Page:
I'm not saying I didn't like the romance (quite the contrary...it was one of the main reasons I wanted to keep reading), and I actually left out some important details that give a little more depth to the whole relationship, but I will admit that there were times when I thought, Really, Hank? Are you that desperate?
I mentioned that the book begins in present day Virginia. And except for this beginning prologue, a few pages in the middle, and two pages at the very end, most of the book is set firmly in 1862-64. Because of that, I really would have preferred not to have Reid's story at all. The reader is told that Reid has been unsettled for many years: "He had done poorly in school, lost a couple of jobs, failed in romance." I felt like the prologue set up the reader to really experience this story through Reid's eyes. I thought I would get to see how the story changed him and helped him. I was expecting some more back story so I could fully understand why it was so vital that he visit this place.
But none of that happened. It didn't feel like Hank's story was being narrated by anyone in particular...certainly not the woman Reid meets in Virginia who is supposedly telling the story. And even though Reid is moved and touched by the details, the reader never gets well-enough acquainted with him to really care. I think Reid's story was supposed to bridge the years and connect the generations and give modern relevance to the Civil War, but instead it felt out of place. For my taste, there either needed to be more or none at all.
But where the novel really fell short for me was with the ending. I felt like everything was set up so well but then just left unfinished. I realize that there is going to be a sequel to this book, but if the final scene was purposely left vague to act like a cliffhanger, it had the opposite effect on me. It doesn't seem likely that the author will pick up the next book exactly where this one left off, but even if he did, that final scene will not be the same coming at the beginning of the book rather than the end. There was a lot of suspense and foreshadowing leading up to it, but then it felt only half complete. The characters didn't finish their discussion; the scene just cut off, almost mid-sentence. What had so much potential to be a beautifully sweet and poignant moment instead felt awkward and inadequate. Maybe I'm just too much of a romantic.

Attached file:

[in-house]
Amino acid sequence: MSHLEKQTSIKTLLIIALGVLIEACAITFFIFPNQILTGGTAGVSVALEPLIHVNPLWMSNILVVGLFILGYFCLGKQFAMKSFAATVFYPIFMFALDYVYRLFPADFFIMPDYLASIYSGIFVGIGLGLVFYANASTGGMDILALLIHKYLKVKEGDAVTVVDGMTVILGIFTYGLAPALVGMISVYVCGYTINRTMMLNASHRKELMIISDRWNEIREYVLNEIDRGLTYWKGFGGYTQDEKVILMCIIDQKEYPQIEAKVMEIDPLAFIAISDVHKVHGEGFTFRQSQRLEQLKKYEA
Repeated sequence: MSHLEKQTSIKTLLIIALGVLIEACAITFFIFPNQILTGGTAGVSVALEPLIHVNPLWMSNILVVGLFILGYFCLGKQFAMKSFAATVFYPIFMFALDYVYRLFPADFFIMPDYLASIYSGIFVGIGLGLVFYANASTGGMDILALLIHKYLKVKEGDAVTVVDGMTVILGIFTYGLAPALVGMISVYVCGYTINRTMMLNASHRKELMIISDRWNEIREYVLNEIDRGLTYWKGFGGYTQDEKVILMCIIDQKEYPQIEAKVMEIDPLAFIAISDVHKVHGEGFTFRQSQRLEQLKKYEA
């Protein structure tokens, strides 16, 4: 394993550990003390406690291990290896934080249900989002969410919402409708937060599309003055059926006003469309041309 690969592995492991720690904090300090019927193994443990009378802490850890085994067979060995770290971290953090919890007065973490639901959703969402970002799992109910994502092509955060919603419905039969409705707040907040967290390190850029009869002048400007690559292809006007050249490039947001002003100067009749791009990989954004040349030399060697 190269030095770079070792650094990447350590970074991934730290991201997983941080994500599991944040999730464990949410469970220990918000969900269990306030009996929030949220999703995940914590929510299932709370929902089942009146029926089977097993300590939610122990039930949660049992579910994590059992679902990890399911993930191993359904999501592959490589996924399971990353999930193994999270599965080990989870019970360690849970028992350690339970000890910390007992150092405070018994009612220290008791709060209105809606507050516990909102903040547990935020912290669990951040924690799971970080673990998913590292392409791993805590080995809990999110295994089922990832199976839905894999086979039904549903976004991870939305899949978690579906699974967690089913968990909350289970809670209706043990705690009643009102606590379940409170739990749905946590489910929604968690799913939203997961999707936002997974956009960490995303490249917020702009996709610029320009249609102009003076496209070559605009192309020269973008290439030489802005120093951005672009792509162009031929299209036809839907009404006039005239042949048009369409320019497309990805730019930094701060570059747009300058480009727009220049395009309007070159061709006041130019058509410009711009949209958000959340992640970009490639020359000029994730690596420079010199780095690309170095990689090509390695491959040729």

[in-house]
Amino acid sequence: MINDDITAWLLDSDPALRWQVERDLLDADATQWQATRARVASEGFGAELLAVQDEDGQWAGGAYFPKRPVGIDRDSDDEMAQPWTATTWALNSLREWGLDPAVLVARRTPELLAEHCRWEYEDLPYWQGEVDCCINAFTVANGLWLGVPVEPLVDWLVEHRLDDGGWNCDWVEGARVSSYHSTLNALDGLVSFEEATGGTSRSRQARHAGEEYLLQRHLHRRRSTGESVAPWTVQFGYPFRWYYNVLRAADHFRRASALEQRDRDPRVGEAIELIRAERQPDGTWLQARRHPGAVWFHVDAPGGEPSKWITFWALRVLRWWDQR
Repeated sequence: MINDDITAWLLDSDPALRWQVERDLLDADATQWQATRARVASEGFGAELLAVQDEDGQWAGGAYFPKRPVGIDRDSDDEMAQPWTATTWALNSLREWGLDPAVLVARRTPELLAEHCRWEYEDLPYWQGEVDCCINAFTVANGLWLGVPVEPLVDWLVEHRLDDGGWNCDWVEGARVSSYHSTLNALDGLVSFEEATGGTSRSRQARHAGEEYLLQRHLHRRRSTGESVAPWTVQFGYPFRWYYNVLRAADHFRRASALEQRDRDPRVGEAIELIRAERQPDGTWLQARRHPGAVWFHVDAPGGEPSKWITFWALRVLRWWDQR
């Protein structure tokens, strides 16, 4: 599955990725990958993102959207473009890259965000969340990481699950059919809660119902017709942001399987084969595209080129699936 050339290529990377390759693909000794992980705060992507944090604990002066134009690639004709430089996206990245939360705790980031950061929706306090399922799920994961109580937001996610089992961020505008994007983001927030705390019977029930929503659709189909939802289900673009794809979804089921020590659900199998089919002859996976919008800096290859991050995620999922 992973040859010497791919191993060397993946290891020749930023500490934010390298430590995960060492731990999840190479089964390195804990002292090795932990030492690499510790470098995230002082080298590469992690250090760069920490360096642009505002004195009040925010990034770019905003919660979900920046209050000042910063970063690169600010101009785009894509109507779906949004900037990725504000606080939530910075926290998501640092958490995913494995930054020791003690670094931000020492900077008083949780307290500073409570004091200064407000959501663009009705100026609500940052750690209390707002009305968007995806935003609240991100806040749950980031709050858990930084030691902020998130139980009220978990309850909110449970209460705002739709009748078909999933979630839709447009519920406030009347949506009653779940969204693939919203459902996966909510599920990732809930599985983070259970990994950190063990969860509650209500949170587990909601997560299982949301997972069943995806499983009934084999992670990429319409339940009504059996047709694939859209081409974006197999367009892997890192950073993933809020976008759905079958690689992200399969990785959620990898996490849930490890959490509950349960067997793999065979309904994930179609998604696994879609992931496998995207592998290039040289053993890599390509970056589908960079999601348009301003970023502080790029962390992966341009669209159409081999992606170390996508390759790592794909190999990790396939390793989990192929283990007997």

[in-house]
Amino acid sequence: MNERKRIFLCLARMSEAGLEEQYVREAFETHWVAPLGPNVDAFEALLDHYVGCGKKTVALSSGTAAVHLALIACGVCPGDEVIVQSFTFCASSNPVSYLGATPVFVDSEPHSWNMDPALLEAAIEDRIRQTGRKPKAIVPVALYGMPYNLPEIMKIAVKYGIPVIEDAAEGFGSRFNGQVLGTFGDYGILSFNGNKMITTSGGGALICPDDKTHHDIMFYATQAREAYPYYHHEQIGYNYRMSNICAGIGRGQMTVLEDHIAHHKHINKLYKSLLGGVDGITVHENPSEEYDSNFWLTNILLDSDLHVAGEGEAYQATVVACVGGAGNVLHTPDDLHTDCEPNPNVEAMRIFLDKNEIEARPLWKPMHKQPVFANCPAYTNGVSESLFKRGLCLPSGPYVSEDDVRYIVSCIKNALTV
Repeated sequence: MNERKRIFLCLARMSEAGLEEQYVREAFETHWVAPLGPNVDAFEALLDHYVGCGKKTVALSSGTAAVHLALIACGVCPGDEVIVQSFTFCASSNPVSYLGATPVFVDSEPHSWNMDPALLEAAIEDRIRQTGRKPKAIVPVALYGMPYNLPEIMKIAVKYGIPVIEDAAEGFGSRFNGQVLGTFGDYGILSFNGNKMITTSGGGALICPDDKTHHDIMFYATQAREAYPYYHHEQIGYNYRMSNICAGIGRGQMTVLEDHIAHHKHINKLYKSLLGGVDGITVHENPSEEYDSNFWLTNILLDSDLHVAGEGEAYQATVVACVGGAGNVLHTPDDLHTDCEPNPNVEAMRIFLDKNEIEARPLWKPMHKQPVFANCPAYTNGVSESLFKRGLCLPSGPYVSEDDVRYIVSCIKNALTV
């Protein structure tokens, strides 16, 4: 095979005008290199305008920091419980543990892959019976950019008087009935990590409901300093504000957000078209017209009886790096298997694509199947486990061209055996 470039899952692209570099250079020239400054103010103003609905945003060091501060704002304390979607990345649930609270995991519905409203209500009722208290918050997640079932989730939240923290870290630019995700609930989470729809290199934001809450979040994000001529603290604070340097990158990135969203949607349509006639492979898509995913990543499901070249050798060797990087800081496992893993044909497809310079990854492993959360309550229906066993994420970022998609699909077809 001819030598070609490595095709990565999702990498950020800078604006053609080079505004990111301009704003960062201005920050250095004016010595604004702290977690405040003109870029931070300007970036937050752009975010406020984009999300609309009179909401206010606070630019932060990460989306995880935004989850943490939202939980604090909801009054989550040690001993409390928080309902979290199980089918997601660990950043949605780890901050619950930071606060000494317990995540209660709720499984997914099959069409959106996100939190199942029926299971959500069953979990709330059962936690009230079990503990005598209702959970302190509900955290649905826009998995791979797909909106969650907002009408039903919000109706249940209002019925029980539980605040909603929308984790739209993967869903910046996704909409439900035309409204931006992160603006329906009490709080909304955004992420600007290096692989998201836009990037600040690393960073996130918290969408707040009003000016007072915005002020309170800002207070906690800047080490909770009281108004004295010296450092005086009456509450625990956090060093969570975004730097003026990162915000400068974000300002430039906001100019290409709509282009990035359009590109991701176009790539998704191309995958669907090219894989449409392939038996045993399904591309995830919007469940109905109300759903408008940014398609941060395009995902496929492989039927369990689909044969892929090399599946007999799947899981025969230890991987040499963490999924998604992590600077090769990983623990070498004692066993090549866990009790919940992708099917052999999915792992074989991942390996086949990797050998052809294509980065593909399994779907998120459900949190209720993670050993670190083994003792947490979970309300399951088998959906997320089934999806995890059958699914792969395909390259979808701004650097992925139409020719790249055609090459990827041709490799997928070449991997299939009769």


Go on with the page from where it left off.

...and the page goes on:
The pages leading up to that final scene were also somewhat dissatisfying and disturbing. Hank's behavior confused me, there was almost no closure to a horrific scene, and justice was avoided. I liked the rest of the book so well, so to have the ending feel like it completely fell apart was very disappointing for me.
But if I forget about the ending, I can honestly say that I really liked this book. I loved the characters, especially Margaret and Naomi. One of my favorite scenes occurred when Margaret is faced with the decision to forgive or seek revenge. She spends much of the night struggling and battling within herself, and eventually she feels a deep and powerful peace. I thought that process was beautifully described...it felt both familiar and empowering.
In spite of its 500+ pages, the story had plenty of drama and excitement to keep the pages slipping away. I wasn't ready for it to be over (obviously. see above), and I'm really looking forward to the next book. This book was printed through an independent publisher, so it's a little bit hard to get a hold of (if you rely heavily on library copies for most of your reading material, as I do). But if it sounds interesting to you, I would encourage you to buy a copy (not an affiliate link), or you're more than welcome to borrow my copy (provided I don't have to ship it to you...). The content is clean, so I can recommend it without reservation.
And now that I've read a Civil War novel in the summer for four years in a row, I think it's safe to say this has become an annual tradition for me. Now accepting suggestions for Summer 2014!